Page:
Have you ever wondered what goes on behind the closed door during quilt show judging? I've had the pleasure of judging both large and small quilt shows all across the country. Though exact procedures may differ slightly from show to show, overall, much of the process is the same.
The Asheville Quilt Guild is preparing for their upcoming annual show and today was the first of two days for judging. Members are not permitted to judge the show, so because I don't hold any other position in the guild....which of course is run by volunteers, I offered to be a helper so I can give back a little bit to the guild. There are lots of tasks that need doing.
I thought I'd share a little bit about our day.
Each category is arranged on cloth covered tables.....with another cloth protecting them while they await their turn in the judging rotation. The Asheville show is a large one.... over 200 quilts....
The judge or judges will judge all quilts in each category at one time. Volunteers 'fan' the quilts by folding each one back to give the judges a quick overview. Then the quilts are 'fanned' back to the original position. Next, each single quilt is held up for a closer view to observe impact, color, design etc. while another volunteer reads the description provided by the quiltmaker.
Next the judge/s examine the piece closer to access the construction. Scribes are standing by to record comments from the judge. Often the organizers have a specific form with breakdowns of areas they wish the the judge to respond to. That can mean a numeral rating or plus and minuses, or even such wording as 'satisfactory' or 'needs improvement.'
The most time consuming portion of this critique process is the comment section. We judges always like to provide both constructive and positive comments. For instance, the quilting stitches may be well executed, but the markings remain on the quilt (a big no, no.)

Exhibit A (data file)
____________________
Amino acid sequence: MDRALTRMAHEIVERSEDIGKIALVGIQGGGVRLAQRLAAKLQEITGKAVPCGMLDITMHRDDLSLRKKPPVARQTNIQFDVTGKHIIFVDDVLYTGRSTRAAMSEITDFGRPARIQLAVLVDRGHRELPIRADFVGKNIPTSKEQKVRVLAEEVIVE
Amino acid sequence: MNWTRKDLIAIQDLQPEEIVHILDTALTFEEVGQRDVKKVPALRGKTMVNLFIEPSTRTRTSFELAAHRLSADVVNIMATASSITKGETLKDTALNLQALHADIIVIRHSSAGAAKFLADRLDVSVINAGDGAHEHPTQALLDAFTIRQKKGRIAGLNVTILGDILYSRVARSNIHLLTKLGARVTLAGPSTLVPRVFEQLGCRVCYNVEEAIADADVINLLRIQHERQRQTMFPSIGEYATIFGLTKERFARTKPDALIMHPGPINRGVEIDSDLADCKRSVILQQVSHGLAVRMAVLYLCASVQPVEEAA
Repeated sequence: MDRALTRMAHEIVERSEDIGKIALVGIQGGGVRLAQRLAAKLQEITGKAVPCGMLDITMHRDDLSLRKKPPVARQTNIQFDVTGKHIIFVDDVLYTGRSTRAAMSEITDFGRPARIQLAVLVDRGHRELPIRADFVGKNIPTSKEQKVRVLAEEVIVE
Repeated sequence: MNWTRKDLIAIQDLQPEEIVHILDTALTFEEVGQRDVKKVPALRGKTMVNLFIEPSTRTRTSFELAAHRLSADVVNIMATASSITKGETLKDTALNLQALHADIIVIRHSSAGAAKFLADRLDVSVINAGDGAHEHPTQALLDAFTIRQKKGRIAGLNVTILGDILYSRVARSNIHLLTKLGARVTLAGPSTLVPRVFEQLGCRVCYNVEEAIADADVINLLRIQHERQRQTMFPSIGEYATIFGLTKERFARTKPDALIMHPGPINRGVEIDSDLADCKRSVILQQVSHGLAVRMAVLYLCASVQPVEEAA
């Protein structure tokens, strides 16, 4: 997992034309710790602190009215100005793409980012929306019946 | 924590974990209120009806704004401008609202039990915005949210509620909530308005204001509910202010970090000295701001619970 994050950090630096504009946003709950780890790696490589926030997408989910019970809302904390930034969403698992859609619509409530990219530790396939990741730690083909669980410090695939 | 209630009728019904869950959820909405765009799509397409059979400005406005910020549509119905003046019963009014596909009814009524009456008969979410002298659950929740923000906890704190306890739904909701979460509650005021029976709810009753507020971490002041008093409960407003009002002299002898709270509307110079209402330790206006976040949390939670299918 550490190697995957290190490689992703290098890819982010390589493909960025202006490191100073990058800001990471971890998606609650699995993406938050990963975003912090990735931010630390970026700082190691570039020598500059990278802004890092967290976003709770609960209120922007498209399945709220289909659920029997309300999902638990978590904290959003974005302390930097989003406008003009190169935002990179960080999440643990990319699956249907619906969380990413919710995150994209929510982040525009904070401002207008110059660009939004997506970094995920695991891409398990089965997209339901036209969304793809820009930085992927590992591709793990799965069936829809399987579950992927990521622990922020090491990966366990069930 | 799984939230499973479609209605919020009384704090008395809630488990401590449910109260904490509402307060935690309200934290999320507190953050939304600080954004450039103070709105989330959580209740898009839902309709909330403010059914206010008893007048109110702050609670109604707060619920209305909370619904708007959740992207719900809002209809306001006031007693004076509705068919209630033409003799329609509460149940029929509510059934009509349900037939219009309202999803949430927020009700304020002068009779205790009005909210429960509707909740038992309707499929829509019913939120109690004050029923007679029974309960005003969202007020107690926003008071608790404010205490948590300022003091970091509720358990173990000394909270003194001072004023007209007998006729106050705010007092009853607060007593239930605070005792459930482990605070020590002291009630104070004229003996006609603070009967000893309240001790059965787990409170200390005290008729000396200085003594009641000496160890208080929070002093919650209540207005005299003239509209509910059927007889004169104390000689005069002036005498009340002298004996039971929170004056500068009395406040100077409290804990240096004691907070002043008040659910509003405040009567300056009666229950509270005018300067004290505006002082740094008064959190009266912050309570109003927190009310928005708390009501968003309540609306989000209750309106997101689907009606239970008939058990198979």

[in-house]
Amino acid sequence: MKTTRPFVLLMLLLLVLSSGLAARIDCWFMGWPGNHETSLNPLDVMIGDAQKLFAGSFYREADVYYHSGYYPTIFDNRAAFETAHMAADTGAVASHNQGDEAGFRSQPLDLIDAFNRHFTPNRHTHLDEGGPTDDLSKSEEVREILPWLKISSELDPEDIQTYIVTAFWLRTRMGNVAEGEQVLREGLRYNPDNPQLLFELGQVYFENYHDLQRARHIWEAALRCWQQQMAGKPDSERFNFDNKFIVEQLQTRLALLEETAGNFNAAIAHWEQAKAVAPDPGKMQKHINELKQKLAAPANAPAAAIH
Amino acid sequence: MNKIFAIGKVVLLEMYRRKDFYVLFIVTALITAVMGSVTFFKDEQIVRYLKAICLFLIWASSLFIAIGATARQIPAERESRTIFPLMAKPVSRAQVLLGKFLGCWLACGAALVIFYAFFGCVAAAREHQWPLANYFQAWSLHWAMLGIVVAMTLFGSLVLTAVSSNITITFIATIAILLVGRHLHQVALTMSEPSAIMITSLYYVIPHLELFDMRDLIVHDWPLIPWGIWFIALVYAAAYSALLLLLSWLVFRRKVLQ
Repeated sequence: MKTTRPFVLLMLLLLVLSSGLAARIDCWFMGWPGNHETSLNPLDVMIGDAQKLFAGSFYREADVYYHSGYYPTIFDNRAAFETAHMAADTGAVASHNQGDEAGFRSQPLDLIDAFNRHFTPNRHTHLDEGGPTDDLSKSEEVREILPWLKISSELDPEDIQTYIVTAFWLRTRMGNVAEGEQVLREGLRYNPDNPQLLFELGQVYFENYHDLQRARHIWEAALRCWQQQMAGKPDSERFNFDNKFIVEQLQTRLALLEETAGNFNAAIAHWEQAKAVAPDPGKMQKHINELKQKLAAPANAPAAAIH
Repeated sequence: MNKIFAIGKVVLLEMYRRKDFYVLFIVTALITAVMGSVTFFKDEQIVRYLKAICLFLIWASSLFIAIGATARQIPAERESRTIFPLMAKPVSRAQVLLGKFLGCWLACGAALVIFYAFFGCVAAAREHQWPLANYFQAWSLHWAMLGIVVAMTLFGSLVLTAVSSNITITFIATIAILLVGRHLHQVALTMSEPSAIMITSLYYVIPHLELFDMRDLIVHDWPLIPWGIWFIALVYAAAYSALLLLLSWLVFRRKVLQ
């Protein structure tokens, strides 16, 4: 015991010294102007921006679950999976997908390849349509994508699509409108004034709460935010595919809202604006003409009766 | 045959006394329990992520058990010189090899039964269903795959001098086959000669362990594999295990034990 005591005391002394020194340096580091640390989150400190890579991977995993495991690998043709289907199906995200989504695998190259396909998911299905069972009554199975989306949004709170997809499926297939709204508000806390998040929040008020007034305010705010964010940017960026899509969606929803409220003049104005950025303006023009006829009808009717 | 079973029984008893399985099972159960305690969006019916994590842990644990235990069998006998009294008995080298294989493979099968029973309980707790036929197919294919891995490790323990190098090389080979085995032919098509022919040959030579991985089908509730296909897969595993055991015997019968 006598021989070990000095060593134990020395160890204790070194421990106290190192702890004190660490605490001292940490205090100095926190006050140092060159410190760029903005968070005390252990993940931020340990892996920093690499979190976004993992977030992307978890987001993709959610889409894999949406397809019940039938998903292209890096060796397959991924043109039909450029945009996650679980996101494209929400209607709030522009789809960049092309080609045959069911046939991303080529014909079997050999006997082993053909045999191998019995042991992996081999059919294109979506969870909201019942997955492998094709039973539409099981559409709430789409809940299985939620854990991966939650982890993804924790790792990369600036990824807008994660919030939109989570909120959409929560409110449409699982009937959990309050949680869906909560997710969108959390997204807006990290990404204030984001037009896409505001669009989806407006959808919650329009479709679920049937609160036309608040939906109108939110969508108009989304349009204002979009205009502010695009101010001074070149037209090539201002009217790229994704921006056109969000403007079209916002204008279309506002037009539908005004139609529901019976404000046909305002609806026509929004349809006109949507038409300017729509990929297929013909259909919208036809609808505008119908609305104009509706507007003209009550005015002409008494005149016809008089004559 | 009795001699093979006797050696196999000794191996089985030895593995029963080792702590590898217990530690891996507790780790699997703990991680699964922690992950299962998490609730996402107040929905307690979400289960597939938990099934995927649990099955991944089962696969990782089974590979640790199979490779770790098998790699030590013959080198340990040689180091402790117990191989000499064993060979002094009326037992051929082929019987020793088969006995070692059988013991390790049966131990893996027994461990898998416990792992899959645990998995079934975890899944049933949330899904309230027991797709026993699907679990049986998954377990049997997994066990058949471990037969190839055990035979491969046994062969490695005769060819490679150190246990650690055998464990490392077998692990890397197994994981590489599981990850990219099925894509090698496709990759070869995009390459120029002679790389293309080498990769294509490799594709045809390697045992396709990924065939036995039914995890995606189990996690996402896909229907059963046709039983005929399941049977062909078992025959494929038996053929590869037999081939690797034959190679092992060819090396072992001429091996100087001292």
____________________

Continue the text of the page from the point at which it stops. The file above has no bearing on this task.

Whether working as a single judge or in a team, the next step is the decision to 'release' or 'hold' each piece. Holding means the quilt will be considered for an award. This is a way of narrowing down the group, often more quilts are 'held' then there are awards. After the entire category has been reviewed, the judges return to the hold table to make the final decisions.
Releasing means the quilt is no longer in contention for an award and is relocated to another table....after which it will ultimately be hung in the show with all the rest of the quilts.
Here, our two judges, Charlotte War Anderson (left) and Linda Fielder (right) examine a quilt as they confer with each other regarding the critiques they will be giving to the scribes.
Each quilt that is awarded a First Place ribbon is separated and will be reviewed again when all the quilts have been judged. It's from these quilts that the Best of Show quilt is chosen. All ribbon winners from whatever category that final quilt came from move up one position.....for instance, the second place winner now becomes a Blue Ribbon Winner.
Many shows have special awards as well. These generally recognize excellence in hand or machine workmanship, theme categories, judges choices. Most shows prefer that a quilt receive only one ribbon, rather than for instance, a First Place and Excellence in Color. This has the advantage of being able to recognize more quilts.
It's gratifying that so many quilters are willing to share their work for all of us to enjoy......I hope your fall will find you at a quilt show!
The Asheville show will be held Sept. 30 - Oct. 2nd. Click here for more details.